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|Title:||Tumor Growth Remains Refractory to Myc Ablation in Host Macrophages.||Austin Authors:||Morrow, Riley J;Allam, Amr H;Konecnik, Josh;Baloyan, David;Dijkstra, Christine ;Eissmann, Moritz F ;Jacob, Saumya P;O'Brien, Megan;Poh, Ashleigh R;Ernst, Matthias||Affiliation:||Olivia Newton-John Cancer Research Institute
School of Cancer Medicine, La Trobe University, Heidelberg, VIC 3084, Australia.
|Issue Date:||17-Dec-2022||Date:||2022||Publication information:||Cells 2022; 11(24)||Abstract:||Aberrant expression of the oncoprotein c-Myc (Myc) is frequently observed in solid tumors and is associated with reduced overall survival. In addition to well-recognized cancer cell-intrinsic roles of Myc, studies have also suggested tumor-promoting roles for Myc in cells of the tumor microenvironment, including macrophages and other myeloid cells. Here, we benchmark Myc inactivation in tumor cells against the contribution of its expression in myeloid cells of murine hosts that harbor endogenous or allograft tumors. Surprisingly, we observe that LysMCre-mediated Myc ablation in host macrophages does not attenuate tumor growth regardless of immunogenicity, the cellular origin of the tumor, the site it develops, or the stage along the tumor progression cascade. Likewise, we find no evidence for Myc ablation to revert or antagonize the polarization of alternatively activated immunosuppressive macrophages. Thus, we surmise that systemic targeting of Myc activity may confer therapeutic benefits primarily through limiting Myc activity in tumor cells rather than reinvigorating the anti-tumor activity of macrophages.||URI:||https://ahro.austin.org.au/austinjspui/handle/1/31914||DOI:||10.3390/cells11244104||ORCID:||0000-0003-2283-3970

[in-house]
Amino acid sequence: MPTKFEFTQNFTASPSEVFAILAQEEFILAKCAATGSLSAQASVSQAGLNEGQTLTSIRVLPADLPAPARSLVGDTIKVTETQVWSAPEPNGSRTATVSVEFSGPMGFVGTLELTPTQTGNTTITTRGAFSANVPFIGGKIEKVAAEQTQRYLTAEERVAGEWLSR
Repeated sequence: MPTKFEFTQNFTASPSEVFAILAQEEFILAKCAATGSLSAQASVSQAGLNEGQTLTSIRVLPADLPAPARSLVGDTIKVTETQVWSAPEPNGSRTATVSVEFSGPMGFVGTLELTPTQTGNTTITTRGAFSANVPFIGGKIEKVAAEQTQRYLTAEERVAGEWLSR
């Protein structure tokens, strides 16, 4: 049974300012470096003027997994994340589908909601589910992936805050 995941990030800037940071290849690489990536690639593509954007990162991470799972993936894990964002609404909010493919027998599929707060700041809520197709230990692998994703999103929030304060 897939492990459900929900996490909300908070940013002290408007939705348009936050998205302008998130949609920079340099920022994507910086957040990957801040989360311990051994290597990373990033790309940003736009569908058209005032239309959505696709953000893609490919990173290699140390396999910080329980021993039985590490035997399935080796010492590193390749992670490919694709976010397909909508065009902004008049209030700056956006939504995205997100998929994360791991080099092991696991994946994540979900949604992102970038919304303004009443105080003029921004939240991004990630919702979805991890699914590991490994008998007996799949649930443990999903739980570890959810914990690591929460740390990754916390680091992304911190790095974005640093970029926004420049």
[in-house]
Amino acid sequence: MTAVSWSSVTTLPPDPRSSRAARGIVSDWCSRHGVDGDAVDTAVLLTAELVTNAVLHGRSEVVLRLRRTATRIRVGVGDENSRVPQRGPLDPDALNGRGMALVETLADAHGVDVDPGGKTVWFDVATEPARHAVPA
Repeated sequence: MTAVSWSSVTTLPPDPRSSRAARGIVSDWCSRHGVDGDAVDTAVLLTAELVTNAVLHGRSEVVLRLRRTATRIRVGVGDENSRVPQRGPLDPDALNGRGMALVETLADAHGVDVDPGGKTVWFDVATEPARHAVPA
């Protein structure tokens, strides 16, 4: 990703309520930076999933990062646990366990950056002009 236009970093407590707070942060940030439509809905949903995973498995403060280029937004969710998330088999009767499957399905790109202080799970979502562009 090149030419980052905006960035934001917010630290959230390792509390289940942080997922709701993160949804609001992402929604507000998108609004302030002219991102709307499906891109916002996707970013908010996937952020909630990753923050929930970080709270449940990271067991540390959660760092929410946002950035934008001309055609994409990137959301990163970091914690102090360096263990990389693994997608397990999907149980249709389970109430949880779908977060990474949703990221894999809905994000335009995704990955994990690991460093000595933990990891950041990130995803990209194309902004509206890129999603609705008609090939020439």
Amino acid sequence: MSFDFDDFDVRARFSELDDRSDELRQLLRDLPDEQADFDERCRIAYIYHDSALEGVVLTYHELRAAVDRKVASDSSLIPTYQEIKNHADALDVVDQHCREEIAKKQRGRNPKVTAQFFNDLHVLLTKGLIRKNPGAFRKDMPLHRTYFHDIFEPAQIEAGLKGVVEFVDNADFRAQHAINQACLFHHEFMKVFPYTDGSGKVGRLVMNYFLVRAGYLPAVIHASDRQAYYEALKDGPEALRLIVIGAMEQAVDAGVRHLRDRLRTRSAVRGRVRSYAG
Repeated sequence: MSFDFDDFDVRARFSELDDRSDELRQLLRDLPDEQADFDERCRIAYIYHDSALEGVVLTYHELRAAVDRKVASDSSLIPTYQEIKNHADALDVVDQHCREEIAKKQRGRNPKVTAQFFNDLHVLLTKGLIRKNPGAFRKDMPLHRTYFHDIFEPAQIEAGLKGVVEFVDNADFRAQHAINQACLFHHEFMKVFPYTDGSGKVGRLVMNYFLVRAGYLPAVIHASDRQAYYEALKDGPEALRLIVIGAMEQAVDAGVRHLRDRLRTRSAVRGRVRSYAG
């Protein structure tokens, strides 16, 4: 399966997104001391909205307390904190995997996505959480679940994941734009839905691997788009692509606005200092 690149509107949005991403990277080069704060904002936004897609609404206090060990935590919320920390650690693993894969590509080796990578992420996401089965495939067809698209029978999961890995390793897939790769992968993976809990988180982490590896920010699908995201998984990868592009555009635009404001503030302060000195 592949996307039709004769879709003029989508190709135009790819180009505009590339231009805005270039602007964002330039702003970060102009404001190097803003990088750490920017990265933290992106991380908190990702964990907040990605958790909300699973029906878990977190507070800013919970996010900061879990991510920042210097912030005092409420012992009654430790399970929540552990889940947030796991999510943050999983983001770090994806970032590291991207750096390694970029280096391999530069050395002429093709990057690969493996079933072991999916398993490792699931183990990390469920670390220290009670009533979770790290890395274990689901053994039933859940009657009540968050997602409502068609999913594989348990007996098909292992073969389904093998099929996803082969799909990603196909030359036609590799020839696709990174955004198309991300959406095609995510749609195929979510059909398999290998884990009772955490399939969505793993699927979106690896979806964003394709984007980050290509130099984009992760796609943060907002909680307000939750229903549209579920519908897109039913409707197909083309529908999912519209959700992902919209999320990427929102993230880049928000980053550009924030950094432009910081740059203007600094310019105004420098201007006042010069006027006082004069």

|Journal:||Cells||PubMed URL:||36552868||ISSN:||2073-4409||Type:||Journal Article||Subjects:||Myc
|Appears in Collections:||Journal articles|
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